Woe unto him that striveth with his Maker! Let the potsherd strive with the potsherds of the earth. Shall the clay say to him that fashioneth it, What makest thou? or thy work, He hath no hands? Woe unto him that saith unto his father, What begettest thou? or to the woman, What hast thou brought forth? Thus saith the LORD, the Holy One of Israel, and his Maker, Ask me of things to come concerning my sons, and concerning the work of my hands command ye me. I have made the earth, and created man upon it: I, even my hands, have stretched out the heavens, and all their host have I commanded. I have raised him up in righteousness, and I will direct all his ways: he shall build my city, and he shall let go my captives, not for price nor reward, saith the LORD of hosts." (Isaiah 45:9-13)
The Lord is rebuking those who would question or scorn His dealings with man. A potsherd is an earthen vessel. It is one thing for a lump of clay to strive or contend with a lump of clay but quite another for a lump of clay to contend with a master potter! God allowed the defective vessel of Israel to be shattered by the Babylonians (Jeremiah 19:10-11); yet, He retained the power to make Him another vessel, one which would serve His purposes. The humble and weak pot is foolish to contend with the wisdom and skill of the potter who retains all power over the clay.
The second illustration reinforces the first. The child has no right or authority to question the product of his parents' union. Even so, mankind should not question the purposes of God in dealing with that which He has created. After the destruction of Jerusalem, Israel may have been tempted to doubt God's wisdom in allowing them to be a people. They may have doubted God's desire to restore them. Perhaps they could not believe that God would eventually deliver them from such a horrific event. God assuages such fears by assuring Israel that they are His sons. God will not forsake them.
In righteousness God raised up Cyrus the deliverer of the Jews. This righteousness is not in reference to that on the part of Cyrus but to that on the part of God. To fulfill one's promises is a righteous thing. To have compassion on the helpless is a righteous thing. God showed mercy upon helpless Israel and fulfilled His promise of restoration through Cyrus' decree. This was all done through God's righteousness.
Contrary to the normal ways of mankind, God would move Cyrus to permit the return of the Jews apart from any ransom being paid. In fact, the king funded many aspects of the work (Ezra 3:7, 6:1-5). History attests to the fact that Cyrus was more humane than most monarchs. Rather than force any one religion upon the provinces of his empire, he permitted the worship and customs of individual nations. He considered this to be a wise political move since man's religion is linked inseparably to his political loyalties. Cyrus' policies freed those who had been confined in and around Babylon. Early in his reign, the Jews were permitted to leave and to return home. Ezra 1:1-4 gives the account of Cyrus' decree concerning the Jews.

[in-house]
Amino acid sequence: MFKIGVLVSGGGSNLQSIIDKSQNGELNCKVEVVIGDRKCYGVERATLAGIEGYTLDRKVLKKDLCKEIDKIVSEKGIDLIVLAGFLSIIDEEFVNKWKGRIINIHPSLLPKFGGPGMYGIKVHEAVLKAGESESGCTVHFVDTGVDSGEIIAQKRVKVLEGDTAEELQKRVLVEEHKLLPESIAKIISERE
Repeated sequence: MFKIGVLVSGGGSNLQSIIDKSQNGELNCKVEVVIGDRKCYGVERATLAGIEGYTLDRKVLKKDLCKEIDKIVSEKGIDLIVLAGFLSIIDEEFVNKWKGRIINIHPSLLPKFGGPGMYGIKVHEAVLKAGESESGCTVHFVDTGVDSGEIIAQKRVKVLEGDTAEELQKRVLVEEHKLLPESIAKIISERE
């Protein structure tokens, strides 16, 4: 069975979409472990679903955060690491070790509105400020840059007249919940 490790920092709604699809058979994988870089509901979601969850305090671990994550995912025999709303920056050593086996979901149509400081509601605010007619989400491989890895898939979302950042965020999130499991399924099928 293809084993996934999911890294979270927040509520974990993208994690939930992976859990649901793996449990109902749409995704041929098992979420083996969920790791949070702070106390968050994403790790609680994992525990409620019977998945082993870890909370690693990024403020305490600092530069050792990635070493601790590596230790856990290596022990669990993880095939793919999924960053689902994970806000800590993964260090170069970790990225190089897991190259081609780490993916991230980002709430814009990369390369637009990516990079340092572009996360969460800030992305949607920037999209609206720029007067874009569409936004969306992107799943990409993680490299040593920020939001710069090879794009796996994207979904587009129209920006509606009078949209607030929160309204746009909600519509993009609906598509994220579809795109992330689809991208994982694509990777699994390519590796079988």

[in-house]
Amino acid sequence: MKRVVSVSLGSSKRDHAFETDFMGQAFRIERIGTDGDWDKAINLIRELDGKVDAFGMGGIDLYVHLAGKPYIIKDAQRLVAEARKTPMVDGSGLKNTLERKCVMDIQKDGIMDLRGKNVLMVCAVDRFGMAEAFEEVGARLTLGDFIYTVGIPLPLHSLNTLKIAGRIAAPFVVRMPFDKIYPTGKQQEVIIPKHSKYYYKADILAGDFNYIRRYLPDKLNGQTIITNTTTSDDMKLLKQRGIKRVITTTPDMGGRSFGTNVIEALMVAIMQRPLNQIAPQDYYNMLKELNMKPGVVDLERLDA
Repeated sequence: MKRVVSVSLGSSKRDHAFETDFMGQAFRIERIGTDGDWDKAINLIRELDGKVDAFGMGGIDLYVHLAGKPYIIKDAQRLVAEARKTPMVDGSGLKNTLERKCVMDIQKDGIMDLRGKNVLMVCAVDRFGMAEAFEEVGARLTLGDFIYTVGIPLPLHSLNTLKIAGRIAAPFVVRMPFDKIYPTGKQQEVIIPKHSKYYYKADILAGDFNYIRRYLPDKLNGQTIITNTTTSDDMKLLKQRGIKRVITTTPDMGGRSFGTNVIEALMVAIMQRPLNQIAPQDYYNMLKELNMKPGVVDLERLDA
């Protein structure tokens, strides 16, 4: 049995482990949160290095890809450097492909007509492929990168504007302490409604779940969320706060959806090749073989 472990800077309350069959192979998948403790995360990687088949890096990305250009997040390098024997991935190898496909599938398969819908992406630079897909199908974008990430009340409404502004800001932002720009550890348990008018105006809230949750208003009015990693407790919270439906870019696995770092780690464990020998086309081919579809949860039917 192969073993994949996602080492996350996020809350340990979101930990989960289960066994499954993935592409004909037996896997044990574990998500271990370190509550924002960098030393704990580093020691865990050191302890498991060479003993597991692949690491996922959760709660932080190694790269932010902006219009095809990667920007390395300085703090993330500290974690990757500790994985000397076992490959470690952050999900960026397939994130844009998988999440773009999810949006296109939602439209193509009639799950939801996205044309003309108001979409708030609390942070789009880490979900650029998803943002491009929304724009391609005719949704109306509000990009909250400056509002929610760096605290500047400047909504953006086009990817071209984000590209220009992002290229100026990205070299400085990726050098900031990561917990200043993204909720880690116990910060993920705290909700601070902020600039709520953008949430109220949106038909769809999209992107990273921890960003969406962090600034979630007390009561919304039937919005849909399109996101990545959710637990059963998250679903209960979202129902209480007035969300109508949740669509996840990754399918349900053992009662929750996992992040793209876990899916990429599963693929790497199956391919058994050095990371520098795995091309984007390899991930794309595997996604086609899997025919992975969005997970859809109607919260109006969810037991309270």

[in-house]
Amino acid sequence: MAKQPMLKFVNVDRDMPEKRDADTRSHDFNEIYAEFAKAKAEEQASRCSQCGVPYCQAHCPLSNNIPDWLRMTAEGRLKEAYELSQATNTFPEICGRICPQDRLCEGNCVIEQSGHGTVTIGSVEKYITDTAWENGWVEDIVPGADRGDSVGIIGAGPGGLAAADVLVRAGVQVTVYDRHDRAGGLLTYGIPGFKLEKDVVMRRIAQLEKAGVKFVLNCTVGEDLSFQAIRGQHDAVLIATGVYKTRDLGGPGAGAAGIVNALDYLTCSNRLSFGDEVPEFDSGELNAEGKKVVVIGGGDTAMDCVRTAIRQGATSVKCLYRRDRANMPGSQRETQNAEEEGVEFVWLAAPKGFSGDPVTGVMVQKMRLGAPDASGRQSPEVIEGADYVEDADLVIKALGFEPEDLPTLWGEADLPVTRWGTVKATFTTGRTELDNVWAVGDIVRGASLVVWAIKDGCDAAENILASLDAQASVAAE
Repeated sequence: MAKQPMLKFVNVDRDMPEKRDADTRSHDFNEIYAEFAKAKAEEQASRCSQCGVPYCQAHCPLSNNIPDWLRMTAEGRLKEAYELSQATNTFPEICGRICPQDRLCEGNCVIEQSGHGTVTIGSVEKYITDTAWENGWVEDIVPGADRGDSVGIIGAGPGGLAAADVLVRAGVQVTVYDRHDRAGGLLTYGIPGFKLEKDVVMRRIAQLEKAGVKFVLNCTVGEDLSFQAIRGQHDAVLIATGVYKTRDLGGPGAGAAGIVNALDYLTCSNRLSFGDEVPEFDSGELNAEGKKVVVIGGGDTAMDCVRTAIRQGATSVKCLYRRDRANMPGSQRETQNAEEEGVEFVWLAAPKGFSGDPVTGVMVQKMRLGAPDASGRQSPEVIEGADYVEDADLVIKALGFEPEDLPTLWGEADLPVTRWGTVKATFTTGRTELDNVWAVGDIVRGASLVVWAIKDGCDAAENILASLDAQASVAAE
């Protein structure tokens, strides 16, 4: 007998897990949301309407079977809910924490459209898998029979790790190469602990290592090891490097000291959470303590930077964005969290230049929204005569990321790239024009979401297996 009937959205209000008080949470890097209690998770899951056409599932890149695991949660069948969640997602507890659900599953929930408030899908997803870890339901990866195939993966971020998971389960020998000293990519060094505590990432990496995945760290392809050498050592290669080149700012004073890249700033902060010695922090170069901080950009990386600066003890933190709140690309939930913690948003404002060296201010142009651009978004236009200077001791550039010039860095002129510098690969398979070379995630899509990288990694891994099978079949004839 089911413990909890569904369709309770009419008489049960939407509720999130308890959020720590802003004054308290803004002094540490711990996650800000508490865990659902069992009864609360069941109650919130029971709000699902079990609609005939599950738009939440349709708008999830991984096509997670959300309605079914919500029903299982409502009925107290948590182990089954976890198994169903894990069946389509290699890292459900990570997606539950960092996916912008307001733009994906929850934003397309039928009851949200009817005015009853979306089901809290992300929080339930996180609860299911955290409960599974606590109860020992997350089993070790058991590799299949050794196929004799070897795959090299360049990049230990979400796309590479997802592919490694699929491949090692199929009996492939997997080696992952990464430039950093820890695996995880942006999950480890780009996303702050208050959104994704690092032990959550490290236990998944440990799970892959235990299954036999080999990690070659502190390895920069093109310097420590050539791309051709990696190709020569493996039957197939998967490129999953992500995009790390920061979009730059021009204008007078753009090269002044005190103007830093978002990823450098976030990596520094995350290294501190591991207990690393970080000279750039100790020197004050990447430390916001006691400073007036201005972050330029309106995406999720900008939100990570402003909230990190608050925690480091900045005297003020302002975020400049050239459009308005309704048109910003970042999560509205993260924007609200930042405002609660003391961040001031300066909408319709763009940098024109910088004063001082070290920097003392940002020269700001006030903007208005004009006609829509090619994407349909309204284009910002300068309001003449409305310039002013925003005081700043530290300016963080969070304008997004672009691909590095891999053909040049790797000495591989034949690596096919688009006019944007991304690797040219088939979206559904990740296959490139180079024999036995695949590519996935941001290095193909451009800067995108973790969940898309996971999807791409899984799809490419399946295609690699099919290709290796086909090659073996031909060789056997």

Now in the first year of Cyrus king of Persia, that the word of the LORD by the mouth of Jeremiah might be fulfilled, the LORD stirred up the spirit of Cyrus king of Persia, that he made a proclamation throughout all his kingdom, and put it also in writing, saying, Thus saith Cyrus king of Persia, The LORD God of heaven hath given me all the kingdoms of the earth; and he hath charged me to build him an house at Jerusalem, which is in Judah. Who is there among you of all his people? his God be with him, and let him go up to Jerusalem, which is in Judah, and build the house of the LORD God of Israel, (he is the God,) which is in Jerusalem. And whosoever remaineth in any place where he sojourneth, let the men of his place help him with silver, and with gold, and with goods, and with beasts, beside the freewill offering for the house of God that is in Jerusalem.
It must be remembered that this was not the decree of a man converted to saving faith in the God of Israel, but rather it was the decree of a man who sought to pacify as many deities as possible. He spoke similarly of Marduk, the chief god of Babylon; therefore, one must not think that Cyrus was a true worshiper of the Lord.